By Jane Wardell and Tom Westbrook
WELLINGTON/SYDNEY (Reuters) - Rescue workers used tractors and boats to evacuate thousands of people at the top of New Zealand's North Island on Thursday as flood waters from ex-Cyclone Debbie surged in what meteorologists said was a once-in-500 year event.
The effects of the former category 4 storm, one level shy of the most powerful category 5, were also still being felt in Australia more than a week after the cyclone pounded Australia's Queensland state with the town of Rockhampton flooded.
Scores of roads were closed or blocked by landslips across New Zealand's North Island following two days of heavy rainfall caused by the tailwind of Cyclone Debbie. The storm killed six people in Australia, smashed tourist resorts, brought down power lines and shut coal mines.
No deaths have been reported in New Zealand, but authorities continued to search for a man reported missing in a swollen river.
"There's still a risk of loss of life," New Zealand Deputy Prime Minister Paula Bennett told reporters in Wellington as rescue workers raced to evacuate the town of Edgecumbe in the Bay of Plenty.
"Under no circumstances should people be looking at going back at the moment," she said. "The message must be really clear to people right now: Get out and stay out."
New Zealand's mountainous terrain makes its roads susceptible to landslides and many regions are still recovering from November's 7.8-magnitude quake.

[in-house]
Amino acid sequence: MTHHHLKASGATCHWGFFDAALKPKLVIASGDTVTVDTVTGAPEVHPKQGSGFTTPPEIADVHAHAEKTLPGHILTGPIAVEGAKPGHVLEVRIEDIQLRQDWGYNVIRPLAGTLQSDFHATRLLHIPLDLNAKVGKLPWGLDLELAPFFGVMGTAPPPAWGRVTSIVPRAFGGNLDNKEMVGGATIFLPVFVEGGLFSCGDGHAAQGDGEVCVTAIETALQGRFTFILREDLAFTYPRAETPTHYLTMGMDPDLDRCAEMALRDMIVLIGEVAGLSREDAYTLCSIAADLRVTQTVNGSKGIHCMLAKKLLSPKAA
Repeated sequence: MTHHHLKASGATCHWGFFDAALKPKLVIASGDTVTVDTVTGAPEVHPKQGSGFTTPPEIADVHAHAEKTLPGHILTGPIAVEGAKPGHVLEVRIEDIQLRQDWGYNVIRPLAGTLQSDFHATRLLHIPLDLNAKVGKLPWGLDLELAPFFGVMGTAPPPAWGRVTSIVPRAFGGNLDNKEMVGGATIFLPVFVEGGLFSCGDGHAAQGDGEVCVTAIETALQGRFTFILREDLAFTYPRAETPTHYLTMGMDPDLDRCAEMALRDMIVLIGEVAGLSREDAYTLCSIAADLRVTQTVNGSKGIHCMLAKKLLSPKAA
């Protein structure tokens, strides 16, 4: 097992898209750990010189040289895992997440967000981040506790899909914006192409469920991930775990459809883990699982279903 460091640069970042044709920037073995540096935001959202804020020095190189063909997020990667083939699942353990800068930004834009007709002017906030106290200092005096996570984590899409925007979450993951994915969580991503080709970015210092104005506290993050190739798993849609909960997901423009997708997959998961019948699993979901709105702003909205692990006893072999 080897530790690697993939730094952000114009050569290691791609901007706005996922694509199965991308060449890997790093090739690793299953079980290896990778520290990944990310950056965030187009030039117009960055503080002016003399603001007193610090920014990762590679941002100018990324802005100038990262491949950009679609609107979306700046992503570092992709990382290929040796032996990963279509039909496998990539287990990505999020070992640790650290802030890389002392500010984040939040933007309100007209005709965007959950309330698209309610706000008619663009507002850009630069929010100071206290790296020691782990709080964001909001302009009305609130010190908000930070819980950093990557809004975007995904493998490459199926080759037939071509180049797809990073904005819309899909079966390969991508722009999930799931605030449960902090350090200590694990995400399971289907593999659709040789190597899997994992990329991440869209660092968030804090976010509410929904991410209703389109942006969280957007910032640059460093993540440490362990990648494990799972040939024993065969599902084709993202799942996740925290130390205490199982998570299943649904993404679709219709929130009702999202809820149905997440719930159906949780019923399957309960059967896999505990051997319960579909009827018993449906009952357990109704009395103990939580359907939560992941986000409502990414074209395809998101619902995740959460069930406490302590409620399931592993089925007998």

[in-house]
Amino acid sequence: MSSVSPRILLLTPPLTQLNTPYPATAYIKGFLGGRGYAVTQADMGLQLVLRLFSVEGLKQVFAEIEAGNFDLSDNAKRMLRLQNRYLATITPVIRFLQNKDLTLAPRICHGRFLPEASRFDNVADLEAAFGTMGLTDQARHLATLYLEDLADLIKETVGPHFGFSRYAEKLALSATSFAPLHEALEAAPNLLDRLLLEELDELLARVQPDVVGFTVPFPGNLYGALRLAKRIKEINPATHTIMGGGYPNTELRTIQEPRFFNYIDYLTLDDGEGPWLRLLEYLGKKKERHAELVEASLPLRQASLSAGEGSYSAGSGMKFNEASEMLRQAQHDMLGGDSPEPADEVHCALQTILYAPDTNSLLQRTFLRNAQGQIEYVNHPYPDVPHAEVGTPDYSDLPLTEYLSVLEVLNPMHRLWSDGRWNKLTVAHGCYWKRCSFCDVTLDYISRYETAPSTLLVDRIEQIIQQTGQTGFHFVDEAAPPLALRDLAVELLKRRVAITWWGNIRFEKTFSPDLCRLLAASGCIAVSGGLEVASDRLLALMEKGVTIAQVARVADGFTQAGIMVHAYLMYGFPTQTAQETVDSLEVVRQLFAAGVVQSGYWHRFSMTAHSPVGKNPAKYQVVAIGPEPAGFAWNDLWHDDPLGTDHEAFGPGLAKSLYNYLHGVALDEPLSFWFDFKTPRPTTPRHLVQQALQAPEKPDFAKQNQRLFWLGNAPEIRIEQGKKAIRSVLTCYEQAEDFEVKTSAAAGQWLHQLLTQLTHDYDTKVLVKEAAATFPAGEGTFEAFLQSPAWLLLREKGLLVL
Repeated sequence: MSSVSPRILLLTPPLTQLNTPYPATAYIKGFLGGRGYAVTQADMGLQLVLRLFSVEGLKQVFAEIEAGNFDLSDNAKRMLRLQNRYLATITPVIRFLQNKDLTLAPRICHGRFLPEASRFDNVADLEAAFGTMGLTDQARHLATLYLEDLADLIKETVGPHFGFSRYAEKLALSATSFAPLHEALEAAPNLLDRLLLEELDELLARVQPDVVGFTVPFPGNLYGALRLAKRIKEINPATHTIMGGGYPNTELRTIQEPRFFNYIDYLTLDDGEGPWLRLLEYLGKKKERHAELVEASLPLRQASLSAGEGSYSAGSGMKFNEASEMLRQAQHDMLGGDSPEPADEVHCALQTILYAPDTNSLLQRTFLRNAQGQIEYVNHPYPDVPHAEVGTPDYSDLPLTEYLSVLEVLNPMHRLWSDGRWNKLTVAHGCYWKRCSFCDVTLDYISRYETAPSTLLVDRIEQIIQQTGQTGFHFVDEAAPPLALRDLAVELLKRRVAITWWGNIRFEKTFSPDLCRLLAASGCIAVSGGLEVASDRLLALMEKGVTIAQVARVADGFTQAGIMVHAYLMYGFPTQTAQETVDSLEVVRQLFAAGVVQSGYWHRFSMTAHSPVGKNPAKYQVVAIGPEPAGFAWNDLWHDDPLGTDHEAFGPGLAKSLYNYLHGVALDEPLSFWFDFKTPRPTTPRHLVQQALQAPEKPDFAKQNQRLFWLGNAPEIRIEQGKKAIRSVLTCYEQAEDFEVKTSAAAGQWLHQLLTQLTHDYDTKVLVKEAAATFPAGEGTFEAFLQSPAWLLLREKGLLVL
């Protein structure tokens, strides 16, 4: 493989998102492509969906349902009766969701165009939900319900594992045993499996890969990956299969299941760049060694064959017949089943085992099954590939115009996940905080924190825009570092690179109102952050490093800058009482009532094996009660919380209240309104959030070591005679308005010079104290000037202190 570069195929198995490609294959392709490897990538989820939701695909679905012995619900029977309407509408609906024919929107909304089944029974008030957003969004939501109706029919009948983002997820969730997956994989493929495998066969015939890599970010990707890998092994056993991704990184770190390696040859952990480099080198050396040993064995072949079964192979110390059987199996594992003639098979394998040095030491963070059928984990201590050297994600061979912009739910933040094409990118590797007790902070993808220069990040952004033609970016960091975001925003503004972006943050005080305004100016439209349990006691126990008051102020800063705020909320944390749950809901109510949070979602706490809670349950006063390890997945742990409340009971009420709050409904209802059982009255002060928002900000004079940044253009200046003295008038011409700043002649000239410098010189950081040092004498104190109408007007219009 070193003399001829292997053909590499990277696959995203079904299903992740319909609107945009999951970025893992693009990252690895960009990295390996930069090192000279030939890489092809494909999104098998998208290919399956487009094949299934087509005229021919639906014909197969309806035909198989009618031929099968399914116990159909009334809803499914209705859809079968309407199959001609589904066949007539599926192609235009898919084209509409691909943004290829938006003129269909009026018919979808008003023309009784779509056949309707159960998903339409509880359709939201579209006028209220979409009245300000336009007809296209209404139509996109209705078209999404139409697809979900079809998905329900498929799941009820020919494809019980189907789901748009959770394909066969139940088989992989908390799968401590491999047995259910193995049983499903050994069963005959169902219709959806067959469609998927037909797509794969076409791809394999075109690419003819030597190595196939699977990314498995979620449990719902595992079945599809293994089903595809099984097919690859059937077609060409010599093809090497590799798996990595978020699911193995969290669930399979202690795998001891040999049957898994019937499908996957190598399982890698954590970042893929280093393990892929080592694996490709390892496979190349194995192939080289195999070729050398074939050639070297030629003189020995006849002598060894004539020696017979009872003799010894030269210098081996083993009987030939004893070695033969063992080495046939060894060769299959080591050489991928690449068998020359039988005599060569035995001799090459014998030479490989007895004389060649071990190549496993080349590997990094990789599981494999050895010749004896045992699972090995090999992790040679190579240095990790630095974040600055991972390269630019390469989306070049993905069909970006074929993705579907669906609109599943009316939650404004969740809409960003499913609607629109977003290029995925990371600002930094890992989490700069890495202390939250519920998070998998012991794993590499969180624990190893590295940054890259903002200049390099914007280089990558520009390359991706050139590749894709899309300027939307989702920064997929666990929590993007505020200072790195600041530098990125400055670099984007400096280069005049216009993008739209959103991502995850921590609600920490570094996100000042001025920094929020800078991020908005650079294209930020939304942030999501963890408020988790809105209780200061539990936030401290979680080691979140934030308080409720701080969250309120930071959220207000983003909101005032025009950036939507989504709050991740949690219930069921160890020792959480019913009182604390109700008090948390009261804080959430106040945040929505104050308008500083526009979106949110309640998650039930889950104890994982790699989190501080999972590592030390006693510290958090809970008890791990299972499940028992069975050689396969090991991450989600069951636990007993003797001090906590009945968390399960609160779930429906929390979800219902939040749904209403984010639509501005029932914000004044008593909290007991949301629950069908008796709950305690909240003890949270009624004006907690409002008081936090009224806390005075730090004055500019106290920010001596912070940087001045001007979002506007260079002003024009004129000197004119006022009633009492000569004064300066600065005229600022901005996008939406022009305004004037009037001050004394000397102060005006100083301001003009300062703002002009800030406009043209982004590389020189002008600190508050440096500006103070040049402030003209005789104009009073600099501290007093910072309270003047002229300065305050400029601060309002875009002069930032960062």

Kaikoura, the coastal holiday town at the epicentre of that quake, was shut off from the rest of the country for the second time in six months as connecting roads were again hit by landslips.
In Australia, where the deluge was still flowing through tropical river systems, water levels peaked in the city of Rockhampton at lunchtime on Thursday, flooding main streets, shops and homes.
Residents rowed boats along main roads and muddy water covered the airport's runway. Authorities said the airport will be closed for six days and the water is not expected to recede until the weekend.
The Australian disaster zone stretched 1,000 km (600 miles) from Queensland's tropical resort islands and Gold Coast tourist strip to the farmlands of New South Wales state.
Australian insurers have declared the event a catastrophe likely to cost more than one billion dollars, with state officials saying recovery and repairs will take months.
"The flooding has been worse than we anticipated," Peter Harmer, the chief executive of Australia's largest insurer IAG said at a business conference in Sydney on Thursday. "The cyclone impact itself was less than anticipated."
Harmer said IAG was using drones to compile early assessments of the damage which he expected to total "in excess of A$1 billion."
(Additional reporting by Jamie Freed and James Redmayne in SYDNEY. Editing by James Dalgleish and Michael Perry)